It is time to start thinking about and preparing your 2013 tax returns, which the IRS will begin accepting at the end of this month.
No one enjoys doing taxes, but it’s an important financial task. As you sit down to do it this year, Pensacola Real Estate Professionals wants you to be sure to avoid these common tax mistakes.
1.) Using a pen and paper. It’s amazing that in 2013, some 20 percent of filers still fill out their returns the old fashioned way: by hand. Doing so makes you much more likely to introduce math errors or simple mistakes – like forgetting to sign and date a form – that a computer (yours, or your tax preparer’s) would catch. In addition, e-filers get their returns more quickly and less likely to be victims of ID theft.
2.) Choosing the wrong tax preparer. Software like Turbo Tax is fine if you are comfortable doing your taxes solo. If you decide to bring in professional help, remember that there’s no licensing requirement for someone to call himself a tax preparer. To be safe, look for someone who’s either a certified public accountant (CPA) or an enrolled agent (EA); both must take ongoing exams to prove their knowledge of the tax code.
3.) Waiting to long to get started. Missing the April 15 deadline would obviously be a huge mistake, but experts say you should start preparing your documents well before the end of March. Early filers get their refunds more quickly than laggards; plus, starting early gives you a time cushion if you discover missing documents or need to verify information.
4.) Selecting the incorrect filing status. It’s not uncommon for filers to opt for the wrong filing status. Particularly for single parents, filing as ‘head of household’ instead of single will give you a higher standard deduction and lower your taxes. If you’re married, divorced or had a child in the past year, don’t forget to update your status as well.
5.) Assuming you shouldn’t itemize. Often mortgage-free homeowners or renters assume that since they don’t have a home loan, it’s not worth itemizing. Simply taking the standard deduction, however, can be a costly mistake. Before making that your default, tally up potential deductions such as state and local taxes, charitable contributions, and medical expenses that exceed 10 percent of your income to see if they’re worth more than that deduction. There might be some rare cases where itemizing wouldn’t be the best move, but for most people, it’s better to itemize.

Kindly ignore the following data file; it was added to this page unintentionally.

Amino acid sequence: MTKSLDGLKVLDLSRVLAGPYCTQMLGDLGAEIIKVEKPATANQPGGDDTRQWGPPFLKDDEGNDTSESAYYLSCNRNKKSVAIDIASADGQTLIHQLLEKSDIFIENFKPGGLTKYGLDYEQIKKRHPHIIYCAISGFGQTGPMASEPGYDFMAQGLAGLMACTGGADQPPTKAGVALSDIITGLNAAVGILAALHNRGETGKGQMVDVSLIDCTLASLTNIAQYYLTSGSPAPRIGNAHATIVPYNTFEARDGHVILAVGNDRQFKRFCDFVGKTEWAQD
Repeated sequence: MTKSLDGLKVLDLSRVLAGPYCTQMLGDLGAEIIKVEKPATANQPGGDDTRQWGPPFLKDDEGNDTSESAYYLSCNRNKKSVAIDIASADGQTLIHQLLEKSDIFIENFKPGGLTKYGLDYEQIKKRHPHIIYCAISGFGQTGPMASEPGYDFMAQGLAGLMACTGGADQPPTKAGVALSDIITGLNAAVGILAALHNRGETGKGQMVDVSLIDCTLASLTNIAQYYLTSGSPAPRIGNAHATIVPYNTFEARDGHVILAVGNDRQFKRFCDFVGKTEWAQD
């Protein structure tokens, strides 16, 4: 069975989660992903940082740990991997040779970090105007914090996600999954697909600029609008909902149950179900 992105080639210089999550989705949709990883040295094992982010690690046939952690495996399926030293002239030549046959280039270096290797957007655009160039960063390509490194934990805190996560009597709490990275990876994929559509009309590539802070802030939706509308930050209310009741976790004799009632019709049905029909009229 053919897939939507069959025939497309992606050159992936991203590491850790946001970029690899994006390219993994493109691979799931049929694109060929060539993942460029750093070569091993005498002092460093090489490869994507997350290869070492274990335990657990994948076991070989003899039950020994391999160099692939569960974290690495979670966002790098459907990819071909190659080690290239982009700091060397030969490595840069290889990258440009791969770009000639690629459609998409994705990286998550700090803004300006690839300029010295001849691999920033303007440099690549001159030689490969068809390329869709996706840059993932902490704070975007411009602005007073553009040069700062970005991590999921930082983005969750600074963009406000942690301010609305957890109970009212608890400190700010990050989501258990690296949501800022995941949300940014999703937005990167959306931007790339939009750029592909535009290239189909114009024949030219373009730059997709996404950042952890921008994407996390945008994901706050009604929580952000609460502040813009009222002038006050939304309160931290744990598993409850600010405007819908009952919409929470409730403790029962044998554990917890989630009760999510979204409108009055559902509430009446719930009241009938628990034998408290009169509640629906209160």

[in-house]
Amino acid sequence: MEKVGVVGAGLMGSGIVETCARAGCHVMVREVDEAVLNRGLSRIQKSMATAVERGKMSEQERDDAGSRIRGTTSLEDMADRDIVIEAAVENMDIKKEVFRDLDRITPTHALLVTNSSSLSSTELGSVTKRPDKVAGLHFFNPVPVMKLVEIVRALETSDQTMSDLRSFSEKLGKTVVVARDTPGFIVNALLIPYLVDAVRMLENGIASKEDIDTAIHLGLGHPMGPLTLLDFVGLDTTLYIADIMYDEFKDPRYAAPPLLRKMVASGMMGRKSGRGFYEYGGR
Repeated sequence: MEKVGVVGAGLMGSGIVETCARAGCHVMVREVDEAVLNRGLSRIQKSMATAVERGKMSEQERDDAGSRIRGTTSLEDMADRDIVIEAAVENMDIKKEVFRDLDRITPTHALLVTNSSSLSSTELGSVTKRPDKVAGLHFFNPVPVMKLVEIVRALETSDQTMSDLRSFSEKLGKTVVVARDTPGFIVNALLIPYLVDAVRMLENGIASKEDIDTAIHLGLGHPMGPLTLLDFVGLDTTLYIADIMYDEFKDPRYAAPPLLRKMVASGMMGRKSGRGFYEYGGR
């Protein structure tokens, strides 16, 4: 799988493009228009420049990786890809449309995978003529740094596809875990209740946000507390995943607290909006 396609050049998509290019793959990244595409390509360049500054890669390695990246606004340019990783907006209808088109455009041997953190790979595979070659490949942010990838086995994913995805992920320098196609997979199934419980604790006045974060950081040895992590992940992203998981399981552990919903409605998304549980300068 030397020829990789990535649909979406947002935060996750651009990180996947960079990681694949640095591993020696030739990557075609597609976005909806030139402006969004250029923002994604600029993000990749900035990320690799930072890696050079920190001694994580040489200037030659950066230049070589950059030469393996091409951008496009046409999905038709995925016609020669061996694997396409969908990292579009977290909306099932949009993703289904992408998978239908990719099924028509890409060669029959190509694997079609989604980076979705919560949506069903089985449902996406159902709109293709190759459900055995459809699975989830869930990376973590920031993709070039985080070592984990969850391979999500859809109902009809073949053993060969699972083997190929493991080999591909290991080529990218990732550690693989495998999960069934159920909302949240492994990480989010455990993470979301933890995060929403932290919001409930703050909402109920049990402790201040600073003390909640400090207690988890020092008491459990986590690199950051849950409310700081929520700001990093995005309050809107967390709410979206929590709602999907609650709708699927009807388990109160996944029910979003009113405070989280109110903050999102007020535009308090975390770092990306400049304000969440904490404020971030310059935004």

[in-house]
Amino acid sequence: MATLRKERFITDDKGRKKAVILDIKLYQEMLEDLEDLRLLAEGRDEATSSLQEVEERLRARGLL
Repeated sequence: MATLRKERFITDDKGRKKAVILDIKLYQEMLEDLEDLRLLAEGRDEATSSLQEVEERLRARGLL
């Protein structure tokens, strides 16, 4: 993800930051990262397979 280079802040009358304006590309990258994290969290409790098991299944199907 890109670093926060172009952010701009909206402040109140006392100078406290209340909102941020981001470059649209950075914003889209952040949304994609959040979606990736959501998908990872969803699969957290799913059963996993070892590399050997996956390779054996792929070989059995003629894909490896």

6.) Failing to double-check your work. Computer programs are great at catching math errors, but they won’t know if you’ve transposed the digits on your Social Security number or incorrectly transferred numbers from your W-2. Print out your returns before pressing the “send” button and double-check all of your numbers for human error.
7.) Not properly safeguarding your private information. ID thieves love tax season, and tax-related identity theft is a growing problem. In the first half of the year the IRS reported that identity theft affected 1.6 million taxpayers, more than the number affected in all of 2012. Protect yourself by avoiding shared computers for filing; not emailing your returns to anyone, including your preparer; and filing as early as possible.
8.) Forgetting to keep a copy of your returns. If you’ve lost your copies, the IRS will send one to you for $50, so it’s worth holding onto your own copy. You’ll need to keep one on hand for at least three years in case of an audit, but you may also have to produce a copy to a potential mortgage lender or someone else examining your financials. Plus, having last year’s returns on hand makes it much easier to prepare your taxes the following year. Looking at old returns may jog your memory about an account that you closed this year, or deductions you might be missing.
9.) Keeping inadequate records throughout the year. It’s a lot harder to reconstruct deductible expenses at the end of the year than it is to organize your receipts on a daily, weekly or monthly basis. Plus, you’ll need documentation supporting any deductions if the IRS ever decides to audit your returns. Mobile apps like Expensify can make keeping receipts a paperless breeze. In addition to business and medical expenses, keep detailed records of any charitable donations you make. Any donations worth more than $250 requires a letter from the organization that includes a description of the item or the amount of cash, and whether you received anything in return for the contribution. (If you did receive a gift or service, you’ll need to subtract its value from the amount you contributed.) The IRS really focuses on these, so you definitely want to have that documentation in order.
10.) Leaving money on the table at work. Not all important tax decisions get made at filing time. It’s equally important to make sure that you’re withholding the proper amount of taxes at the office, and fully taking advantage of any tax-advantaged benefits, such as 401(k) contributions and flexible spending accounts (for health care, transportation and dependents). Properly using such benefits can lower your taxable income, save you money, and – in some cases – even move you into a lower tax bracket.
Saltmarsh Cleaveland and Gund CPAs and Consultants, Lambert Lanza CPAs and Brown Thornton Pacenta & Company, P.A. are just a few local companies that you may wish to contact, if you are interested in having a professional prepare your tax returns.
Please contact me here or directly at 850-393-7106, if I can help guide you to a local tax expert.